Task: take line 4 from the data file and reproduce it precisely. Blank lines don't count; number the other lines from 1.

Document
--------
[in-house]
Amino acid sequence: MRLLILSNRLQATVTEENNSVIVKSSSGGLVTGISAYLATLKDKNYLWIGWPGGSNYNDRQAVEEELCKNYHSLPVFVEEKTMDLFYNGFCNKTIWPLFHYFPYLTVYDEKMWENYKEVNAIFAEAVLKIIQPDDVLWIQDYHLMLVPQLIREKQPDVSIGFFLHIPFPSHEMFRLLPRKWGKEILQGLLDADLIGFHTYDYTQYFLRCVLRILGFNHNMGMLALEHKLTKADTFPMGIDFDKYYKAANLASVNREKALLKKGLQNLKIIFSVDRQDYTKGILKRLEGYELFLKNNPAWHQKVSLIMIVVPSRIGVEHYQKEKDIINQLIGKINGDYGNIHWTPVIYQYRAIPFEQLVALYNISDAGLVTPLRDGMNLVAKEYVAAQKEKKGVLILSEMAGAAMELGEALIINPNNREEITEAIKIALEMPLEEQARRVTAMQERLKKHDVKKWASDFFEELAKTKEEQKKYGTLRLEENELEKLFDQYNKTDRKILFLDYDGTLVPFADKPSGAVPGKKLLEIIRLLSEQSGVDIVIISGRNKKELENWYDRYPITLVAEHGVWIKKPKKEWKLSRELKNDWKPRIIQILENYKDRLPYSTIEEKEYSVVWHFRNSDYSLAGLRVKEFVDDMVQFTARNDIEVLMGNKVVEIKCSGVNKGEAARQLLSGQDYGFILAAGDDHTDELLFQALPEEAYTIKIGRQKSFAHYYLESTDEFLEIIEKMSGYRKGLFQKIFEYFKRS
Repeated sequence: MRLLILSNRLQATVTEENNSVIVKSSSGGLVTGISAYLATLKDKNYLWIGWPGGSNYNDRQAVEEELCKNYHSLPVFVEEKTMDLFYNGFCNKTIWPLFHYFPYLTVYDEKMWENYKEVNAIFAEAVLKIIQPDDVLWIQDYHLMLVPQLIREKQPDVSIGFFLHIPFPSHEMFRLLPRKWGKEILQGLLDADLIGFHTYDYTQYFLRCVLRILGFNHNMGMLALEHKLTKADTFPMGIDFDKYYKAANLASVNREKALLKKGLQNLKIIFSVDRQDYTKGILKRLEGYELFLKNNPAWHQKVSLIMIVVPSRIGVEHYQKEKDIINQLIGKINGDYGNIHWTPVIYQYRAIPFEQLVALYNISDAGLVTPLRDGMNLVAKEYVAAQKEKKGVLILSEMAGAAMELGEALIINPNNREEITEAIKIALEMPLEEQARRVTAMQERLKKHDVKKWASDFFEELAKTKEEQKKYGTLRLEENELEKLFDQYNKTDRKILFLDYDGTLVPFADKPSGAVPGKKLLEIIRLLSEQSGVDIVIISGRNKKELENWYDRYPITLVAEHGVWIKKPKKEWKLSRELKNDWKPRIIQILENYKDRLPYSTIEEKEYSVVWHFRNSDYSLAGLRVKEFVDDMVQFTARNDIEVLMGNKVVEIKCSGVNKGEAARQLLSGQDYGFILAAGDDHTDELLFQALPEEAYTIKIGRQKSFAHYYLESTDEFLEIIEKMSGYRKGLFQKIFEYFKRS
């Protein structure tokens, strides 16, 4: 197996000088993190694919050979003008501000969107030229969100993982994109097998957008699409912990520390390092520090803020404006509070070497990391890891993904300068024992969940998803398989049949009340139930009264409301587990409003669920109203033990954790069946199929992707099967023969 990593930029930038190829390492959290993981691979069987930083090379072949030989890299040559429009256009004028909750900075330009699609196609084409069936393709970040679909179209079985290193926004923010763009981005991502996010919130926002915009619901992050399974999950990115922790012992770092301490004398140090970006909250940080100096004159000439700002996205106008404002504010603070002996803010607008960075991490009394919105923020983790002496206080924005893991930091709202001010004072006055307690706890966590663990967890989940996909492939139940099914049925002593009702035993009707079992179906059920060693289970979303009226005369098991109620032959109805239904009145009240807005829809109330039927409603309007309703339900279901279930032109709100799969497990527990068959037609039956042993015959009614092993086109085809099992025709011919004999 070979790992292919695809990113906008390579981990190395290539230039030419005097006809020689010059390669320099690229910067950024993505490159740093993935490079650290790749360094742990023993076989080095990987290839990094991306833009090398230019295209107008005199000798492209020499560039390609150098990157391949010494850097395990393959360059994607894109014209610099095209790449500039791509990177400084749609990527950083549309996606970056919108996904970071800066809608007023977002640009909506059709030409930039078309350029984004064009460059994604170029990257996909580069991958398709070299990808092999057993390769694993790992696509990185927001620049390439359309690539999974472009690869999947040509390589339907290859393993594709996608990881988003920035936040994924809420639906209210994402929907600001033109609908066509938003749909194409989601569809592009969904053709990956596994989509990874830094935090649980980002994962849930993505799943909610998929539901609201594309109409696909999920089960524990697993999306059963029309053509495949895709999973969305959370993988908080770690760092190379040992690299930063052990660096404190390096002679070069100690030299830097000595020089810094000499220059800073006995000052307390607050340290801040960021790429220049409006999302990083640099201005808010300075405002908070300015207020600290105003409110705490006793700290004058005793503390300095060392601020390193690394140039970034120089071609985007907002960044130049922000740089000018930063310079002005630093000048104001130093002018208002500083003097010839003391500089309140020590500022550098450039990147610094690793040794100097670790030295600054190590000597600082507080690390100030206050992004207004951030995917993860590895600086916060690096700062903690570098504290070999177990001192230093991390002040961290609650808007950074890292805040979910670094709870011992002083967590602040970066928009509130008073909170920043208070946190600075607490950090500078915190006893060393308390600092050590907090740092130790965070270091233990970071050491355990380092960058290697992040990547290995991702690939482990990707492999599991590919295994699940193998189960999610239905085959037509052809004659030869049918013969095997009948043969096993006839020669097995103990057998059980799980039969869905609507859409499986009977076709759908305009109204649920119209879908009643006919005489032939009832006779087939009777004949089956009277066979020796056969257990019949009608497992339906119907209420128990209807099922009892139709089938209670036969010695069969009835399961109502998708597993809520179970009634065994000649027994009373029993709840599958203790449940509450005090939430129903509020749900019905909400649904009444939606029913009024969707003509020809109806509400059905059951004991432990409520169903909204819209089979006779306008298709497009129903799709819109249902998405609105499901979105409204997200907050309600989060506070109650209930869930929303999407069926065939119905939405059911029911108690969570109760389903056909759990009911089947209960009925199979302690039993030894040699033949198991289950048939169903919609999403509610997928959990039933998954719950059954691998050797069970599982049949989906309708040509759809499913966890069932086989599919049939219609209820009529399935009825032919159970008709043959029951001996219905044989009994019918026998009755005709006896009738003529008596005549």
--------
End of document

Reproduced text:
């Protein structure tokens, strides 16, 4: 197996000088993190694919050979003008501000969107030229969100993982994109097998957008699409912990520390390092520090803020404006509070070497990391890891993904300068024992969940998803398989049949009340139930009264409301587990409003669920109203033990954790069946199929992707099967023969 990593930029930038190829390492959290993981691979069987930083090379072949030989890299040559429009256009004028909750900075330009699609196609084409069936393709970040679909179209079985290193926004923010763009981005991502996010919130926002915009619901992050399974999950990115922790012992770092301490004398140090970006909250940080100096004159000439700002996205106008404002504010603070002996803010607008960075991490009394919105923020983790002496206080924005893991930091709202001010004072006055307690706890966590663990967890989940996909492939139940099914049925002593009702035993009707079992179906059920060693289970979303009226005369098991109620032959109805239904009145009240807005829809109330039927409603309007309703339900279901279930032109709100799969497990527990068959037609039956042993015959009614092993086109085809099992025709011919004999 070979790992292919695809990113906008390579981990190395290539230039030419005097006809020689010059390669320099690229910067950024993505490159740093993935490079650290790749360094742990023993076989080095990987290839990094991306833009090398230019295209107008005199000798492209020499560039390609150098990157391949010494850097395990393959360059994607894109014209610099095209790449500039791509990177400084749609990527950083549309996606970056919108996904970071800066809608007023977002640009909506059709030409930039078309350029984004064009460059994604170029990257996909580069991958398709070299990808092999057993390769694993790992696509990185927001620049390439359309690539999974472009690869999947040509390589339907290859393993594709996608990881988003920035936040994924809420639906209210994402929907600001033109609908066509938003749909194409989601569809592009969904053709990956596994989509990874830094935090649980980002994962849930993505799943909610998929539901609201594309109409696909999920089960524990697993999306059963029309053509495949895709999973969305959370993988908080770690760092190379040992690299930063052990660096404190390096002679070069100690030299830097000595020089810094000499220059800073006995000052307390607050340290801040960021790429220049409006999302990083640099201005808010300075405002908070300015207020600290105003409110705490006793700290004058005793503390300095060392601020390193690394140039970034120089071609985007907002960044130049922000740089000018930063310079002005630093000048104001130093002018208002500083003097010839003391500089309140020590500022550098450039990147610094690793040794100097670790030295600054190590000597600082507080690390100030206050992004207004951030995917993860590895600086916060690096700062903690570098504290070999177990001192230093991390002040961290609650808007950074890292805040979910670094709870011992002083967590602040970066928009509130008073909170920043208070946190600075607490950090500078915190006893060393308390600092050590907090740092130790965070270091233990970071050491355990380092960058290697992040990547290995991702690939482990990707492999599991590919295994699940193998189960999610239905085959037509052809004659030869049918013969095997009948043969096993006839020669097995103990057998059980799980039969869905609507859409499986009977076709759908305009109204649920119209879908009643006919005489032939009832006779087939009777004949089956009277066979020796056969257990019949009608497992339906119907209420128990209807099922009892139709089938209670036969010695069969009835399961109502998708597993809520179970009634065994000649027994009373029993709840599958203790449940509450005090939430129903509020749900019905909400649904009444939606029913009024969707003509020809109806509400059905059951004991432990409520169903909204819209089979006779306008298709497009129903799709819109249902998405609105499901979105409204997200907050309600989060506070109650209930869930929303999407069926065939119905939405059911029911108690969570109760389903056909759990009911089947209960009925199979302690039993030894040699033949198991289950048939169903919609999403509610997928959990039933998954719950059954691998050797069970599982049949989906309708040509759809499913966890069932086989599919049939219609209820009529399935009825032919159970008709043959029951001996219905044989009994019918026998009755005709006896009738003529008596005549």